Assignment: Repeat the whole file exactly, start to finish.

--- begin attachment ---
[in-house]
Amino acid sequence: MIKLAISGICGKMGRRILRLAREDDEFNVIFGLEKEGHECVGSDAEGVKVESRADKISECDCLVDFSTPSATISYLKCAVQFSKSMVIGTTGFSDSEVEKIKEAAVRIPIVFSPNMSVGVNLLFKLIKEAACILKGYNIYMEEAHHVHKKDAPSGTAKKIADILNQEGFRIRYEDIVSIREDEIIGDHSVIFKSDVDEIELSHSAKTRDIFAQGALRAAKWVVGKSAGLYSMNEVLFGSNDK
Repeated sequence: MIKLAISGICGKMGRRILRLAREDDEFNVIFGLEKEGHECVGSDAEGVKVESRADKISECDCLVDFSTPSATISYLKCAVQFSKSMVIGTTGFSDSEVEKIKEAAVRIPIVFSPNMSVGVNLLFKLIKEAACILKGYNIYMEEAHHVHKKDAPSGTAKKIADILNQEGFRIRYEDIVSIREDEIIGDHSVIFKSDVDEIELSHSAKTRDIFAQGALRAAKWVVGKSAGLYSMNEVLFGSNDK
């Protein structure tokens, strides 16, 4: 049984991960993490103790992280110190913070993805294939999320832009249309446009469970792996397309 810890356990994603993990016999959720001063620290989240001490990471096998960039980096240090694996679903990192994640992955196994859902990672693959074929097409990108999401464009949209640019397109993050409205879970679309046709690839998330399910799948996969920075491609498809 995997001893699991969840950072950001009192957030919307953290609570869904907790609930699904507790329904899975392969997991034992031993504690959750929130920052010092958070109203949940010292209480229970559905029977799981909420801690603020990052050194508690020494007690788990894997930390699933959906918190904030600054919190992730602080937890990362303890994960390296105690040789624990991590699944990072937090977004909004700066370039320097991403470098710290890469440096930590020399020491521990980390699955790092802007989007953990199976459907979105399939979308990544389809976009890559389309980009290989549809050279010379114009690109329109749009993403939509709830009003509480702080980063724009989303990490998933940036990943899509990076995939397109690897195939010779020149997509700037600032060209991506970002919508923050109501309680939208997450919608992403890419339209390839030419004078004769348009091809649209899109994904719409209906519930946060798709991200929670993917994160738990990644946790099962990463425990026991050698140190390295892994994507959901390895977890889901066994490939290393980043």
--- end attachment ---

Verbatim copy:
[in-house]
Amino acid sequence: MIKLAISGICGKMGRRILRLAREDDEFNVIFGLEKEGHECVGSDAEGVKVESRADKISECDCLVDFSTPSATISYLKCAVQFSKSMVIGTTGFSDSEVEKIKEAAVRIPIVFSPNMSVGVNLLFKLIKEAACILKGYNIYMEEAHHVHKKDAPSGTAKKIADILNQEGFRIRYEDIVSIREDEIIGDHSVIFKSDVDEIELSHSAKTRDIFAQGALRAAKWVVGKSAGLYSMNEVLFGSNDK
Repeated sequence: MIKLAISGICGKMGRRILRLAREDDEFNVIFGLEKEGHECVGSDAEGVKVESRADKISECDCLVDFSTPSATISYLKCAVQFSKSMVIGTTGFSDSEVEKIKEAAVRIPIVFSPNMSVGVNLLFKLIKEAACILKGYNIYMEEAHHVHKKDAPSGTAKKIADILNQEGFRIRYEDIVSIREDEIIGDHSVIFKSDVDEIELSHSAKTRDIFAQGALRAAKWVVGKSAGLYSMNEVLFGSNDK
């Protein structure tokens, strides 16, 4: 049984991960993490103790992280110190913070993805294939999320832009249309446009469970792996397309 810890356990994603993990016999959720001063620290989240001490990471096998960039980096240090694996679903990192994640992955196994859902990672693959074929097409990108999401464009949209640019397109993050409205879970679309046709690839998330399910799948996969920075491609498809 995997001893699991969840950072950001009192957030919307953290609570869904907790609930699904507790329904899975392969997991034992031993504690959750929130920052010092958070109203949940010292209480229970559905029977799981909420801690603020990052050194508690020494007690788990894997930390699933959906918190904030600054919190992730602080937890990362303890994960390296105690040789624990991590699944990072937090977004909004700066370039320097991403470098710290890469440096930590020399020491521990980390699955790092802007989007953990199976459907979105399939979308990544389809976009890559389309980009290989549809050279010379114009690109329109749009993403939509709830009003509480702080980063724009989303990490998933940036990943899509990076995939397109690897195939010779020149997509700037600032060209991506970002919508923050109501309680939208997450919608992403890419339209390839030419004078004769348009091809649209899109994904719409209906519930946060798709991200929670993917994160738990990644946790099962990463425990026991050698140190390295892994994507959901390895977890889901066994490939290393980043």